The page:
I don’t need a theologian to come in and tell me how the visual system works. That fits my metaphor of the orchestra: a great violinist can go play violin on the corner and do beautiful things all by themselves. But when you start trying to move public policy and discourse with a finding, or use that [finding] as part of a bigger project about encouraging human flourishing in a majority world context… Well, now you’re automatically interdisciplinary. You need to recognize that one of the disciplines that you’ve got to have there is theology, because that’s actually going to be undergirding everything else you’re doing.
How do you envision theology and science working together in the future?
My personal theology motivates the subjects I select to study. It guides the assumptions I bring to the task. It motivates—and this is, I think, especially easy to see in the human sciences—how I interpret my data. And if I can be more explicit about that because I’m swimming in this intellectual ethos where it’s okay for theology to make a contribution, as opposed to [keeping] it over there in those weird dusty divinity schools, I think we’re going to have intellectually richer voices. And frankly, more intellectual diversity, too.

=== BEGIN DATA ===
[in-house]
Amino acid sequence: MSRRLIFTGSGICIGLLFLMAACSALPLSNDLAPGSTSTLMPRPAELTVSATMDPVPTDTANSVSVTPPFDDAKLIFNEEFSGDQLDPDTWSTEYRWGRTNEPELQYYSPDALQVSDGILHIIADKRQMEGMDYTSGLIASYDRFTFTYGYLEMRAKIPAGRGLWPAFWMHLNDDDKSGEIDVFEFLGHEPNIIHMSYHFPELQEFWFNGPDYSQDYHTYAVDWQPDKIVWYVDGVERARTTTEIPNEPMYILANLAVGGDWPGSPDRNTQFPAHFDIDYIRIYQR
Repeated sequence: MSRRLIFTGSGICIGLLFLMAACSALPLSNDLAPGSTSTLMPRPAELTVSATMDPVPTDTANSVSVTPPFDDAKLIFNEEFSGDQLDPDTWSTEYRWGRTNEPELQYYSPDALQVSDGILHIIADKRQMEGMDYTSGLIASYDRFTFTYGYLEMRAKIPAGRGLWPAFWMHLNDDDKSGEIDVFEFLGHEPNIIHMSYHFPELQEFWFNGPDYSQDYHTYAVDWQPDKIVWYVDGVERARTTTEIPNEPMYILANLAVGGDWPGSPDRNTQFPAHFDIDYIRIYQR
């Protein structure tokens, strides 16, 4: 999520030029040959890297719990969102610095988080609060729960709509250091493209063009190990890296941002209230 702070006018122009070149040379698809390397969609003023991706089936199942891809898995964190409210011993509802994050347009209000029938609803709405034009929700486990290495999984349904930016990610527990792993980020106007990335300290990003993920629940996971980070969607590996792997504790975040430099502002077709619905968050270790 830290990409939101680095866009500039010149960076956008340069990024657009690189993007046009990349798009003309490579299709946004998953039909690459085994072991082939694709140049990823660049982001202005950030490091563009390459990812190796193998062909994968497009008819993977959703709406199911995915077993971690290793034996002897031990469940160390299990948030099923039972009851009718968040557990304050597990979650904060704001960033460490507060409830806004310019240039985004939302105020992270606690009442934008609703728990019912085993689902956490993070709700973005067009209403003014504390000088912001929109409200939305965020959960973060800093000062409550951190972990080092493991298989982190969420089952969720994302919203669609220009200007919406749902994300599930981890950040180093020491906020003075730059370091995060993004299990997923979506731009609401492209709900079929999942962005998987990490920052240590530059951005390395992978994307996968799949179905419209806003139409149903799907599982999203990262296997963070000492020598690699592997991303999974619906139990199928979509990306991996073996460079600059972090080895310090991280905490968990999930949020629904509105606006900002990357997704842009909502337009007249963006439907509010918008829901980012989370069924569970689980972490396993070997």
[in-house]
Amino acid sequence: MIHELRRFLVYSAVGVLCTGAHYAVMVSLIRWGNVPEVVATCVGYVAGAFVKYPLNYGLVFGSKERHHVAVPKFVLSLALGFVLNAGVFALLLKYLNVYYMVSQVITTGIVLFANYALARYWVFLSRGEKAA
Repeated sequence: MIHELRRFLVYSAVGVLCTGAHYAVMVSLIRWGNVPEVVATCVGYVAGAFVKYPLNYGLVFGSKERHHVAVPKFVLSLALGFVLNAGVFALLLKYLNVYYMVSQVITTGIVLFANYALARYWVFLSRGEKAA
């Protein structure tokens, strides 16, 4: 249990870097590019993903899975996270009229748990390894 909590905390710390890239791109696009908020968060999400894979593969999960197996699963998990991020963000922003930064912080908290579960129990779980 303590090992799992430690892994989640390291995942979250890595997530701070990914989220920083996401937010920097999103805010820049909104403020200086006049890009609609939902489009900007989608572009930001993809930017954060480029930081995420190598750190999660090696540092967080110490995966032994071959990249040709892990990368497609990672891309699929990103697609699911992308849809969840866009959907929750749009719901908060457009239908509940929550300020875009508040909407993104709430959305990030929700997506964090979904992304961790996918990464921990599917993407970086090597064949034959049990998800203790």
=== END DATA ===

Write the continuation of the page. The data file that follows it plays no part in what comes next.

In my dream, say 20 years from now, there are theology schools that are training theologians to be like conductors of orchestras. I think theologians, properly trained, with the right sort of glasses on, are the right people to conduct some of these orchestral arrangements.